Simon Adamson, banking analyst and CEO at independent research firm Creditsights, has a lot to answer for. Adamson, who perversely was once head of European credit research at Deutsche Bank, issued a note yesterday that questioned Deutsche’s ability to pay coupons on its riskiest CoCo bonds in 2017. Adamson’s note seems to have contributed to a nearly 10% fall in Deutsche’s stock in the past 24 hours.
As the Financial Times helpfully points out, Deutsche’s stock is at it’s lowest level since 1999. It’s down 39% since the start of 2016, and 88% from its high of May 2007.
This would be painful at any bank, but as you may already know – it’s worse at Deutsche. Since 2012, the German bank has forced its most senior managing directors to wait a full five years before they can even get a sniff at their bonuses. While bankers at other firms might be able to cash out of some of their employer’s falling stock before the rout, Deutsche’s MDs are therefore powerless to do anything but watch as the bank’s shares – and their deferred bonuses, collapse in value.
Things might improve. Deutsche has insisted that it does have the cash to pay Adamson’s disputed coupons. However, the cost of credit default swaps on Deutsche’s five year senior debt jumped to an eighteen month high yesterday, implying a 16.5% probability of default. Deutsche’s senior bankers need to hope the market is wrong. Adamson himself is in the clear – he left Deutsche in 2003, well before the bank’s incredibly long deferrals were phased in.
Separately, Charlie Stenger, a currency-broker-turned-recruiter, who works for search firm Sheffield Haworth in Chicago, has some blunt things to say to anyone concerned about the durability of their job in finance. Firstly: you need to start saving money now. -Stenger lost his job at ICAP and says it’s a whole new world when you’re not employed. “There were periods where I wouldn’t make money for 90 days at a time,” he tells Bloomberg, “and the insurance bill was still due every month, and the rent and the car payments.” Secondly, you need to dispense with the idea that you’ll find a new job paying the same as your last one. “Your stock goes down once you lose your job, and that’s just the nature of the beast,” says Stenger: plan for a 25% reduction in pay.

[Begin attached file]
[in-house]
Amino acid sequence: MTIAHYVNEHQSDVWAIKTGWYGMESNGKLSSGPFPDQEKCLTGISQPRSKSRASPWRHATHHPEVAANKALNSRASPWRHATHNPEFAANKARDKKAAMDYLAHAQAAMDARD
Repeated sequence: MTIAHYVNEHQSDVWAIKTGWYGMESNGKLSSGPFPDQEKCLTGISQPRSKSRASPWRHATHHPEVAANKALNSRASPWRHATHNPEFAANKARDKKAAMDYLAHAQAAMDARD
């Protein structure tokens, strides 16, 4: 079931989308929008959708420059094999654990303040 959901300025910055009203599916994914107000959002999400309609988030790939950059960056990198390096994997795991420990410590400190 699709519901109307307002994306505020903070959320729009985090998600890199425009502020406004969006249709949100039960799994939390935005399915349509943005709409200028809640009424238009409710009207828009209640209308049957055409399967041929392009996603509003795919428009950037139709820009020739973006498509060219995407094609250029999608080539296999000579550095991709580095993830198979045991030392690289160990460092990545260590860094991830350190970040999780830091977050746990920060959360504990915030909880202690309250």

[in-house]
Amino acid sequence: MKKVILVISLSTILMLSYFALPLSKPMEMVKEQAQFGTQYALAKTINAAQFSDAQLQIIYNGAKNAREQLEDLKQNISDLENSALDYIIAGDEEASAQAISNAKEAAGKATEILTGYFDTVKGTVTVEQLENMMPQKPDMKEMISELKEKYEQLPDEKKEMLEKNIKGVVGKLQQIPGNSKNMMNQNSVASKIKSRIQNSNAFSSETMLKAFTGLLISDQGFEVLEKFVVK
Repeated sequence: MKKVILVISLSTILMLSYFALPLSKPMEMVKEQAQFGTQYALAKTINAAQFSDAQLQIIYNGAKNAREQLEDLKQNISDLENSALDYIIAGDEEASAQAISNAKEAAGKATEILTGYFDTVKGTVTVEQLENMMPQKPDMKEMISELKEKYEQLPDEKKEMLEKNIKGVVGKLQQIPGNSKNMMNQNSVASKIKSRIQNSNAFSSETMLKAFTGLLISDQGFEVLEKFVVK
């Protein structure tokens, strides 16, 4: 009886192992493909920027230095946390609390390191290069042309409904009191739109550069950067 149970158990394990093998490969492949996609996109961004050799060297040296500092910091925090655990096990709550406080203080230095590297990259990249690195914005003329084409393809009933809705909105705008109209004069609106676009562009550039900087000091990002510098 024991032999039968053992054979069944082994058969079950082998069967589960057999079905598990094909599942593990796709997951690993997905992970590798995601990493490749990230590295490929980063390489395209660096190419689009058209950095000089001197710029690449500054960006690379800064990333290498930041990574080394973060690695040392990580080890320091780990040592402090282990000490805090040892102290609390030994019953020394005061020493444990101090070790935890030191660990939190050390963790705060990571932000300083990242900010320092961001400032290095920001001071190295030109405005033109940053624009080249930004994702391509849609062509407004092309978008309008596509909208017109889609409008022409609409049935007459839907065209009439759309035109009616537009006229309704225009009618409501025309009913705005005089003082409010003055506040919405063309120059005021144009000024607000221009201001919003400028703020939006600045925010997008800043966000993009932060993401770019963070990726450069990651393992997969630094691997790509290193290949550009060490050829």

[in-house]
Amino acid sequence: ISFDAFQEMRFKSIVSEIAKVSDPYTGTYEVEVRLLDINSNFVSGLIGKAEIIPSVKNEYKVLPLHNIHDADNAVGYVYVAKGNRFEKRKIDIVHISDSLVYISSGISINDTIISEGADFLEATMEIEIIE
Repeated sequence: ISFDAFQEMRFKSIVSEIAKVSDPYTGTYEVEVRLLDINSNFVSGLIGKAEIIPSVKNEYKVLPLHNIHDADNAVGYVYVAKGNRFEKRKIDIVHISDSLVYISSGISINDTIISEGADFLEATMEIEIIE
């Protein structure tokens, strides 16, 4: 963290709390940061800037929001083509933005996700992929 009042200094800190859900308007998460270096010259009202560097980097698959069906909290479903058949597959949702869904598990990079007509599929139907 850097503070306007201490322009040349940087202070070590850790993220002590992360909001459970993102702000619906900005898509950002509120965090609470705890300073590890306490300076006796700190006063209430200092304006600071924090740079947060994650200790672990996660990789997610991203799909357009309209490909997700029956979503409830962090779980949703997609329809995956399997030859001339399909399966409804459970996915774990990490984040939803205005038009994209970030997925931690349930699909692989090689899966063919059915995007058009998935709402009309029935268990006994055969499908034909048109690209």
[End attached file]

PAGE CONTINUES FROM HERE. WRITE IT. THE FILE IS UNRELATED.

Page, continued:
Barclays shares were suspended amidst volatility yesterday. When trading resumed they fell 5.3%. (Reuters)
Remember when banks paid an average of $395k per head? Not any more. (New Financial)
From 2009 to 2014 CEO pay at Credit Suisse halved, as did pre-tax profits. (Financial Times)
54 year-old head of M&A dies of a heart attack. (NY Times)
You will soon use your own phone at work. “The line is getting more blurry between work and personal.” (Financial News)
Humans breathe “restorative sighs” about once every five minutes, often without noticing. (WSJ)
Commuter horror in the City of London. (Evening Standard)
New way of avoiding jet lag. (Medical Express)